Royal Danish Ballet – Dans2Go: Chroma, Unsung, Kingdom of the Shades – Copenhagen

The Royal Danish Ballet in Jose Limon's <I>The Unsung</I>.<br />© Costin Radu. (Click image for larger version)
The Royal Danish Ballet in Jose Limon’s The Unsung.
© Costin Radu. (Click image for larger version)

Royal Danish Ballet
Dans2Go: Chroma, The Unsung, La Bayadère – The Kingdom of the Shades

Royal Theatre, Copenhagen
28 February and 1 March 2013

The Royal Danish Ballet’s Dans2Go, year 3. As previously, the aim is to give newcomers a taste of different types of dance, at low prices (slightly higher than last year but still only about £11 for any seat in the house if you’re young and/or a student)); the difference this year is that the 2 ballets + 1 pas de deux format has developed into a proper triple bill – in fact, the only one the company is doing this season. And it was certainly varied: Wayne McGregor’s Chroma from last season’s repertoire, José Limón’s The Unsung, which featured in a men-only programme a couple of years ago, and the Shades scene from the company’s new production of La Bayadère. None of them could be described as ‘run of the mill’ and it’s interesting to consider which of them, to someone with no preconceptions about what theatre dance should be, would seem the least strange.

Royal Danish Ballet in Wayne McGregor's <I>Chroma</I>.<br />© Henrik Stenberg. (Click image for larger version)
Royal Danish Ballet in Wayne McGregor’s Chroma.
© Henrik Stenberg. (Click image for larger version)

Each section is preceded by a two or three minute film of some of the dancers talking about the piece we’re about to see: the most enthusiastic, without a doubt, were the two young men describing how they felt about dancing Chroma. Slight apprehension when they first saw film of it had turned into passionate commitment when they started to work on it, and now they couldn’t wait to get out on the stage and dance it. I saw the second cast, mostly drawn from the corps de ballet – a couple of them still only in their first year – and of course they didn’t match the Royal Ballet dancers who created these roles. (How could they?) They haven’t yet grown fully into the extremes of McGregor’s style and because of that the work looks less extraordinary: on the other hand, less time spent wondering ‘how do they DO that?’ leaves more time to take in the piece as a whole and I did not come away disappointed. And some of the dancers are already making the roles their own, in a different way: Benjamin Buza, super-confident and oozing attitude, could go into any cast, and Stephanie Chen Gundorph’s pas de deux with newly-promoted soloist Jonathan Chmelensky was also impressive.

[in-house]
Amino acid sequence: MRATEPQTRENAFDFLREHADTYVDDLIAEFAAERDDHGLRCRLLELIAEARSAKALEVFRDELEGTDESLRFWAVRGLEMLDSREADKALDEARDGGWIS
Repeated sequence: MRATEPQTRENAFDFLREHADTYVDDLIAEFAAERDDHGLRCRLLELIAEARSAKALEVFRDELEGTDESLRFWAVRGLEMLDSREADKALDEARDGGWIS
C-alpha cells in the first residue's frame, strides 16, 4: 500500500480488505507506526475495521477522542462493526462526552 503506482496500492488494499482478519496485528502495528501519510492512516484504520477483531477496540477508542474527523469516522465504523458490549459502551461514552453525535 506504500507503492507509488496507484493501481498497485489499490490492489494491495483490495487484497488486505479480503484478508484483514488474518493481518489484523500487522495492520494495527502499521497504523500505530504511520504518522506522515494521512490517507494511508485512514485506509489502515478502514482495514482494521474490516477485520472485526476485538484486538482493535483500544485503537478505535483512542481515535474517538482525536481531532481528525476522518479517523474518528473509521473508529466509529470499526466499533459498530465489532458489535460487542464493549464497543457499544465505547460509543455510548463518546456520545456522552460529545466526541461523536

Marcin Kupinski in Jose Limon's <I>The Unsung</I>.<br />© Costin Radu. (Click image for larger version)
Marcin Kupinski in Jose Limon’s The Unsung.
© Costin Radu. (Click image for larger version)

The Unsung is a challenging work for an occasion like this: a kind of rite, based perhaps on a native American ‘ghost dance’, it has no music and the series of long solos which follow the introductory ensemble for the cast of eight men need to be very strongly characterised if they are to hold the attention. When Limón created the piece each one of the men had a solo but I believe his company now only performs six or seven each time; the RDB showed six when they first danced it and during the course of this run they’ve cut that down to four, I assume as a result of audience reaction or feedback – tough on the dancers who lose their turn but perhaps understandable in this situation. The most experienced dancers brought the most to their roles – Nicolai Hansen and Fernando Mora in particular – but I was also glad to have the chance to see the young apprentice, Sebastian Haynes, far from over-awed by his role and definitely someone to watch out for in the future.